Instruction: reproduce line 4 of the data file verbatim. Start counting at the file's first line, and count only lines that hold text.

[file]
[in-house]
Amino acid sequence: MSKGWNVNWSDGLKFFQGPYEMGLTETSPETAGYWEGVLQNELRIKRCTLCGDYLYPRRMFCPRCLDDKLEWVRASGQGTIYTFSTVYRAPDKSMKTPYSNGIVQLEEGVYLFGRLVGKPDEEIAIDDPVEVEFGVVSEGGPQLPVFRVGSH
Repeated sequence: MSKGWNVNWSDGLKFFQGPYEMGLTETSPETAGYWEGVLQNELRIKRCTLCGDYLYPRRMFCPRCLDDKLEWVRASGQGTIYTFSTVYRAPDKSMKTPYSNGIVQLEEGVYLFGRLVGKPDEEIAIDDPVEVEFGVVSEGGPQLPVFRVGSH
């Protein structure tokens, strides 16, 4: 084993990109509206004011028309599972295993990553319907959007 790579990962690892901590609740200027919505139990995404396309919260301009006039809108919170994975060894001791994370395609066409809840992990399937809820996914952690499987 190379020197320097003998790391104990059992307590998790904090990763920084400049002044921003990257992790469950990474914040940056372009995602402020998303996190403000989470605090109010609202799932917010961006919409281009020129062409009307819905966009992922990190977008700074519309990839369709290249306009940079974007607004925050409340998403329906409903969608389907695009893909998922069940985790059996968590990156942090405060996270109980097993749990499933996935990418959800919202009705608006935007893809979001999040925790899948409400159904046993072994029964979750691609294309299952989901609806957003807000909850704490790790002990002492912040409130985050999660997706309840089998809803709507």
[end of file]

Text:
């Protein structure tokens, strides 16, 4: 084993990109509206004011028309599972295993990553319907959007 790579990962690892901590609740200027919505139990995404396309919260301009006039809108919170994975060894001791994370395609066409809840992990399937809820996914952690499987 190379020197320097003998790391104990059992307590998790904090990763920084400049002044921003990257992790469950990474914040940056372009995602402020998303996190403000989470605090109010609202799932917010961006919409281009020129062409009307819905966009992922990190977008700074519309990839369709290249306009940079974007607004925050409340998403329906409903969608389907695009893909998922069940985790059996968590990156942090405060996270109980097993749990499933996935990418959800919202009705608006935007893809979001999040925790899948409400159904046993072994029964979750691609294309299952989901609806957003807000909850704490790790002990002492912040409130985050999660997706309840089998809803709507």